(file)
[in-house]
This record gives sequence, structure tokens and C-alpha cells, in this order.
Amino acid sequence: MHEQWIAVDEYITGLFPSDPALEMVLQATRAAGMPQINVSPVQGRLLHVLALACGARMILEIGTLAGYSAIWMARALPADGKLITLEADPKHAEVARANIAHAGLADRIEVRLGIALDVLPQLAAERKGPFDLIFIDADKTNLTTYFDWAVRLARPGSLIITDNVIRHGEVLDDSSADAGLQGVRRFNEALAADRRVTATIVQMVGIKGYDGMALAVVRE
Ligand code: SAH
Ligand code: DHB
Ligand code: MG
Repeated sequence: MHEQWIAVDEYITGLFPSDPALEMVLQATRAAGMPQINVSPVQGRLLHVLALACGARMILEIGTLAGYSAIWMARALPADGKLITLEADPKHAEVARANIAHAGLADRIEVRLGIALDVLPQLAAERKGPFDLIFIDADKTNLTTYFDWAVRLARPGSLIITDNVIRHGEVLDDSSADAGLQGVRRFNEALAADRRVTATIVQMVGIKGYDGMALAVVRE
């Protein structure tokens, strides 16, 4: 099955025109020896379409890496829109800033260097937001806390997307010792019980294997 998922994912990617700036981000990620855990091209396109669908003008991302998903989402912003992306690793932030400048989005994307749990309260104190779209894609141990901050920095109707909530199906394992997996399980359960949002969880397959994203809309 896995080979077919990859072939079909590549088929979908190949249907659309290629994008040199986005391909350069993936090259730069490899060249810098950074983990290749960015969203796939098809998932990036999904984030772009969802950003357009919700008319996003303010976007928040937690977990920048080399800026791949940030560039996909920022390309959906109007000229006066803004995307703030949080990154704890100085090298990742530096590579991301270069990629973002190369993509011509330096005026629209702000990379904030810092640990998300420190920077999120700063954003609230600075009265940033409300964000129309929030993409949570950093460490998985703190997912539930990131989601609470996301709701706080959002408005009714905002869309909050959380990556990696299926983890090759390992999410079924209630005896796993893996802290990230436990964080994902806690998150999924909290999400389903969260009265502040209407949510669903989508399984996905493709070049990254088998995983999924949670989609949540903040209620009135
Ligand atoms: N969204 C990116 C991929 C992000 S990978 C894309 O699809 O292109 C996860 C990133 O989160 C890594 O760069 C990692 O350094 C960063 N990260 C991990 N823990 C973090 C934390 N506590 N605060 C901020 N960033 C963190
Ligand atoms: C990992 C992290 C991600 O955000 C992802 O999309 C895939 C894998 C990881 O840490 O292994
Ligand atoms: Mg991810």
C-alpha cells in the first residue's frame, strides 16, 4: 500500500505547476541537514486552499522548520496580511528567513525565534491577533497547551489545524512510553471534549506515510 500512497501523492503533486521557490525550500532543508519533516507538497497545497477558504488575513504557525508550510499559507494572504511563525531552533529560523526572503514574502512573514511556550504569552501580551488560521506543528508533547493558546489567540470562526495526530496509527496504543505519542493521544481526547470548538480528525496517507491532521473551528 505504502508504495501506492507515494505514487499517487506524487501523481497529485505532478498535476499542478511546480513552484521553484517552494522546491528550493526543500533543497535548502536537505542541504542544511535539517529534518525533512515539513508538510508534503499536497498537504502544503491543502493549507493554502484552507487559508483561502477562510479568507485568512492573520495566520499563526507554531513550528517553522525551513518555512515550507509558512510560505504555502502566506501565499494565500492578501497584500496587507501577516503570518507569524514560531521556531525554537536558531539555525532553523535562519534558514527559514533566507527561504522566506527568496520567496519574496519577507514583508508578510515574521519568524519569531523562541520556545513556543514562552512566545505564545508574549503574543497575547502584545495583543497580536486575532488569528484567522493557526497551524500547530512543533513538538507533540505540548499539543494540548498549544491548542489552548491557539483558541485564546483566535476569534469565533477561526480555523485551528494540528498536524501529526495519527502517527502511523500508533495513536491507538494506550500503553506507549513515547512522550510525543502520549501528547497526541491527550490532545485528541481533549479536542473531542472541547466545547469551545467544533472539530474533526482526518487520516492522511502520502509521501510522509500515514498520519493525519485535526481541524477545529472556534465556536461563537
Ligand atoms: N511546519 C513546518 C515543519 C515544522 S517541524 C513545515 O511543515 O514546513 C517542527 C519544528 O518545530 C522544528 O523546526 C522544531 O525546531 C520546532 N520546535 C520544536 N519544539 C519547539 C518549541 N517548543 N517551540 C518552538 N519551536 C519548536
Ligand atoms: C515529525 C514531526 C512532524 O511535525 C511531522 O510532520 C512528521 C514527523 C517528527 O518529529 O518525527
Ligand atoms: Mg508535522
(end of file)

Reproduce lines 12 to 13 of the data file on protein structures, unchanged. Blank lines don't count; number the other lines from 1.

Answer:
C-alpha cells in the first residue's frame, strides 16, 4: 500500500505547476541537514486552499522548520496580511528567513525565534491577533497547551489545524512510553471534549506515510 500512497501523492503533486521557490525550500532543508519533516507538497497545497477558504488575513504557525508550510499559507494572504511563525531552533529560523526572503514574502512573514511556550504569552501580551488560521506543528508533547493558546489567540470562526495526530496509527496504543505519542493521544481526547470548538480528525496517507491532521473551528 505504502508504495501506492507515494505514487499517487506524487501523481497529485505532478498535476499542478511546480513552484521553484517552494522546491528550493526543500533543497535548502536537505542541504542544511535539517529534518525533512515539513508538510508534503499536497498537504502544503491543502493549507493554502484552507487559508483561502477562510479568507485568512492573520495566520499563526507554531513550528517553522525551513518555512515550507509558512510560505504555502502566506501565499494565500492578501497584500496587507501577516503570518507569524514560531521556531525554537536558531539555525532553523535562519534558514527559514533566507527561504522566506527568496520567496519574496519577507514583508508578510515574521519568524519569531523562541520556545513556543514562552512566545505564545508574549503574543497575547502584545495583543497580536486575532488569528484567522493557526497551524500547530512543533513538538507533540505540548499539543494540548498549544491548542489552548491557539483558541485564546483566535476569534469565533477561526480555523485551528494540528498536524501529526495519527502517527502511523500508533495513536491507538494506550500503553506507549513515547512522550510525543502520549501528547497526541491527550490532545485528541481533549479536542473531542472541547466545547469551545467544533472539530474533526482526518487520516492522511502520502509521501510522509500515514498520519493525519485535526481541524477545529472556534465556536461563537
Ligand atoms: N511546519 C513546518 C515543519 C515544522 S517541524 C513545515 O511543515 O514546513 C517542527 C519544528 O518545530 C522544528 O523546526 C522544531 O525546531 C520546532 N520546535 C520544536 N519544539 C519547539 C518549541 N517548543 N517551540 C518552538 N519551536 C519548536